AP Physics: Stuck in the concrete

by Edward Z. Yang

Attention conservation notice. The author reminisces about learning physics in high school, and claims that all too often, teaching was focused too much on concrete formulas, and not the unifying theory around them.

In elementary school, you may have learned D=RT (pronounced "dirt"), that is, distance is rate multiplied with time. This was mostly lies, but it was okay, because however tenuous the equation's connection to the real world, teachers could use it to introduce the concept of algebraic manipulation, the idea that with just D=RT, you could also find out R if you knew D and T, and T if you knew D and R. Unless you were unusually bright, you didn't know you were being lied to; you just learned to solve the word problems they'd give you.

Fast forward to high school physics. The lie is still preached, though dressed in slightly different clothes: "Position equals velocity times time," they say. But then the crucial qualifier would be said: "This equation is for uniform motion." And then you'd be introduced to your friend uniform acceleration, and there'd be another equation to use, and by the time you'd finish the month-long unit on motion, you'd have a veritable smörgåsbord of equations and variables to keep track of.

CollegeBoard AP Physics continues this fine tradition, as stated by their equation sheet:

v = v_0 + at

x = x_0 + v_0t + \frac12at^2

With the implicit expectation that the student knows what each of these equations means, and also the inadvertent effect of training students to pattern match when an equation is appropriate and which values go to which variables.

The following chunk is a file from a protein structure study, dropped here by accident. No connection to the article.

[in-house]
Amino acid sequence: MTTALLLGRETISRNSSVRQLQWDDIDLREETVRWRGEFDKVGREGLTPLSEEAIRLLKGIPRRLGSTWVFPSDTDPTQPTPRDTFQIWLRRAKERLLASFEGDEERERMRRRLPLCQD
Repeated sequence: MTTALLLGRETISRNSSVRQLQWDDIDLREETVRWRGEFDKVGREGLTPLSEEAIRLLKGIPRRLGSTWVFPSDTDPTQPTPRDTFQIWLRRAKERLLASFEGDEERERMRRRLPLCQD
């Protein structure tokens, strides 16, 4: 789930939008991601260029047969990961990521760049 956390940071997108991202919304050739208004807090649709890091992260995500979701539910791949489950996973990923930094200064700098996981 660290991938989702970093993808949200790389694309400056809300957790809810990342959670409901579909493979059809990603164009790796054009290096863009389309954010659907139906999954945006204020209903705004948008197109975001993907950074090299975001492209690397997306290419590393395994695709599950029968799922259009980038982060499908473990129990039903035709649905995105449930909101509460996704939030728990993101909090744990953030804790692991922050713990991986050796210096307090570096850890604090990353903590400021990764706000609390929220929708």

I much prefer this formulation:

v = \int a\, dt

x = \int v\, dt

With these two equations, I tap into calculus, and reach the very heart of the relationship between position, velocity and acceleration: one is merely the derivative of the previous. These equations are fully general (not only do they work for non-uniform motion, they work on arbitrary-dimensional vectors too), compact and elegant. They're also not immediately useful from a calculational standpoint.

Is one more valuable than the other? They are good for different things: the first set is more likely to help you out if you want to calculate how long it will take for an apple to fall down from a building, neglecting air resistance. But the second set is more likely to help you really understand motion as more than just a set of algebraic manipulations.

I was not taught this until I took the advanced Classical Mechanics class at MIT. For some reason it is considered fashionable to stay stuck in concrete formulas than to teach the underlying theory. AP Physics is even worse: even AP Physics C, which purports to be more analytical, fills its formula sheet with the former set of equations.

Students have spent most of grade school learning how to perform algebraic manipulations. After taking their physics course, they will likely go on to occupations that involve no physics at all, all of that drilling on exercises wasted. They deserve better than to be fed more algebraic manipulations; they deserve to know the elegance and simplicity that is Classical Mechanics.

Postscript. For programmers reading this blog, feel free to draw your own analogies to your craft; I believe that other fields of science have much to say on the subject of abstraction. For prospective MIT students reading this blog, you may have heard rumors that 8.012 and 8.022 are hard. This is true; but what it is also true is that this pair of classes have seduced many undergraduates into the physics department. I cannot recommend the pair of classes more highly.